Summary: Exercise intervention that lasts 12 weeks or less appears to be most effective at reducing mental health symptoms, especially for those suffering from anxiety and depression. Higher-intensity exercise proved more beneficial in reducing symptoms of anxiety and depression than longer-duration programs.
Source: University of South Australia
University of South Australia researchers are calling for exercise to be a mainstay approach for managing depression as a new study shows that physical activity is 1.5 times more effective than counseling or the leading medications.
Published in the British Journal of Sports Medicine, the review is the most comprehensive to date, encompassing 97 reviews, 1,039 trials and 128,119 participants. It shows that physical activity is extremely beneficial for improving symptoms of depression, anxiety, and distress.
Specifically, the review showed that exercise interventions that were 12 weeks or shorter were most the effective at reducing mental health symptoms, highlighting the speed at which physical activity can make a change.
The largest benefits were seen among people with depression, pregnant and postpartum women, healthy individuals, and people diagnosed with HIV or kidney disease.
According to the World Health Organization, one in every eight people worldwide (970 million people) live with a mental disorder. Poor mental health costs the world economy approximately $2.5 trillion each year, a cost projected to rise to $6 trillion by 2030. In Australia, an estimated one in five people (aged 16–85) have experienced a mental disorder in the past 12 months.
Lead UniSA researcher, Dr. Ben Singh, says physical activity must be prioritized to better manage the growing cases of mental health conditions.
“Physical activity is known to help improve mental health. Yet despite the evidence, it has not been widely adopted as a first-choice treatment,” Dr. Singh says. “Our review shows that physical activity interventions can significantly reduce symptoms of depression and anxiety in all clinical populations, with some groups showing even greater signs of improvement.
“Higher intensity exercise had greater improvements for depression and anxiety, while longer durations had smaller effects when compared to short and mid-duration bursts.
“We also found that all types of physical activity and exercise were beneficial, including aerobic exercise such as walking, resistance training, Pilates, and yoga.
“Importantly, the research shows that it doesn’t take much for exercise to make a positive change to your mental health.”
Senior researcher, UniSA’s Prof Carol Maher, says the study is the first to evaluate the effects of all types of physical activity on depression, anxiety, and psychological distress in all adult populations. “Examining these studies as a whole is an effective way to for clinicians to easily understand the body of evidence that supports physical activity in managing mental health disorders.
“We hope this review will underscore the need for physical activity, including structured exercise interventions, as a mainstay approach for managing depression and anxiety.”
About this exercise and mental health research news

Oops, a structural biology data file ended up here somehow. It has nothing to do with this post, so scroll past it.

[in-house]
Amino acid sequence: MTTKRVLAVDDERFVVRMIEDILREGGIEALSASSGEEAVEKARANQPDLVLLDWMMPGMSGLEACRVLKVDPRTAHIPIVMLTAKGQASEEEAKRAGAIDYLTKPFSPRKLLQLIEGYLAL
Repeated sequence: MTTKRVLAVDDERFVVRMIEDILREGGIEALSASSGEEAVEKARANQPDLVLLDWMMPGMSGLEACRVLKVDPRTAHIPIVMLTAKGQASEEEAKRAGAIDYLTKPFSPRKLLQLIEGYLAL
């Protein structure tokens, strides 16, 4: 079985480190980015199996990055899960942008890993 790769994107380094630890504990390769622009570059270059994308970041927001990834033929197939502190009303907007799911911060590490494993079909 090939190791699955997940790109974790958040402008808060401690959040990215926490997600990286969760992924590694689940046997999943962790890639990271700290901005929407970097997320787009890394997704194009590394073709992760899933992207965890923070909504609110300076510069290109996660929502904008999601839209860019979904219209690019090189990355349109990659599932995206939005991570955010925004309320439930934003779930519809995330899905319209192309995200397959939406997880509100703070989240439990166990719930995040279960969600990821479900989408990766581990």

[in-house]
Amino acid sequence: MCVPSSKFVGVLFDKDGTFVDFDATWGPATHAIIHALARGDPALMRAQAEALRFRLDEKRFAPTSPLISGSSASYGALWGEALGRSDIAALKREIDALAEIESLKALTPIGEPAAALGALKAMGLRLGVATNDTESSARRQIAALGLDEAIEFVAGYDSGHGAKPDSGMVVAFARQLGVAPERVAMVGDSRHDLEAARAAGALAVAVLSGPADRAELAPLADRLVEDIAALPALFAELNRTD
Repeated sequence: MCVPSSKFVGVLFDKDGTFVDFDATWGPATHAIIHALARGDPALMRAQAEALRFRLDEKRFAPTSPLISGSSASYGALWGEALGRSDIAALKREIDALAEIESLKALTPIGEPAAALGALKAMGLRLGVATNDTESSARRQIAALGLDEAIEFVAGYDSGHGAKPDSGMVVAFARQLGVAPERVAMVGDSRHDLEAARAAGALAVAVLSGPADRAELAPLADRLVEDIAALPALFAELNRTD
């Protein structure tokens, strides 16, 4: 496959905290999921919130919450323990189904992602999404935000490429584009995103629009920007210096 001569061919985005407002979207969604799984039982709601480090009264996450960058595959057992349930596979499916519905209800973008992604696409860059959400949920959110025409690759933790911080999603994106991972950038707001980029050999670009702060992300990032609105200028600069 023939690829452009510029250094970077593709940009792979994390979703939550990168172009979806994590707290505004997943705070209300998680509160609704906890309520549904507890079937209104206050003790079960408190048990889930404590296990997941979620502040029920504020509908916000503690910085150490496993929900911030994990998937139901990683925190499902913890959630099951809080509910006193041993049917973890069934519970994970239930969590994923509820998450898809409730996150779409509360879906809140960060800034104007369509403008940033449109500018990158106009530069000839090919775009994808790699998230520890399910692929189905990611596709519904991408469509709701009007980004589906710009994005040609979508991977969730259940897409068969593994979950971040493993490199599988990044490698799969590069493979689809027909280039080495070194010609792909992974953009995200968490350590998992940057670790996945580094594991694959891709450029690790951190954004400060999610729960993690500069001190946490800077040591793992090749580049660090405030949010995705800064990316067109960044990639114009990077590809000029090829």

Author: Press Office
Source: University of South Australia
Contact: Press Office – University of South Australia
Image: The image is in the public domain
Original Research: Open access.
“Effectiveness of physical activity interventions for improving depression, anxiety and distress: an overview of systematic reviews” by Ben Singh et al. British Journal of Sports Medicine
Effectiveness of physical activity interventions for improving depression, anxiety and distress: an overview of systematic reviews
To synthesise the evidence on the effects of physical activity on symptoms of depression, anxiety and psychological distress in adult populations.
Twelve electronic databases were searched for eligible studies published from inception to 1 January 2022.
Eligibility criteria for selecting studies
Systematic reviews with meta-analyses of randomised controlled trials designed to increase physical activity in an adult population and that assessed depression, anxiety or psychological distress were eligible. Study selection was undertaken in duplicate by two independent reviewers.
Ninety-seven reviews (1039 trials and 128 119 participants) were included. Populations included healthy adults, people with mental health disorders and people with various chronic diseases. Most reviews (n=77) had a critically low A MeaSurement Tool to Assess systematic Reviews score. Physical activity had medium effects on depression (median effect size=−0.43, IQR=−0.66 to –0.27), anxiety (median effect size=−0.42, IQR=−0.66 to –0.26) and psychological distress (effect size=−0.60, 95% CI −0.78 to –0.42), compared with usual care across all populations. The largest benefits were seen in people with depression, HIV and kidney disease, in pregnant and postpartum women, and in healthy individuals. Higher intensity physical activity was associated with greater improvements in symptoms. Effectiveness of physical activity interventions diminished with longer duration interventions.
Conclusion and relevance
Physical activity is highly beneficial for improving symptoms of depression, anxiety and distress across a wide range of adult populations, including the general population, people with diagnosed mental health disorders and people with chronic disease. Physical activity should be a mainstay approach in the management of depression, anxiety and psychological distress.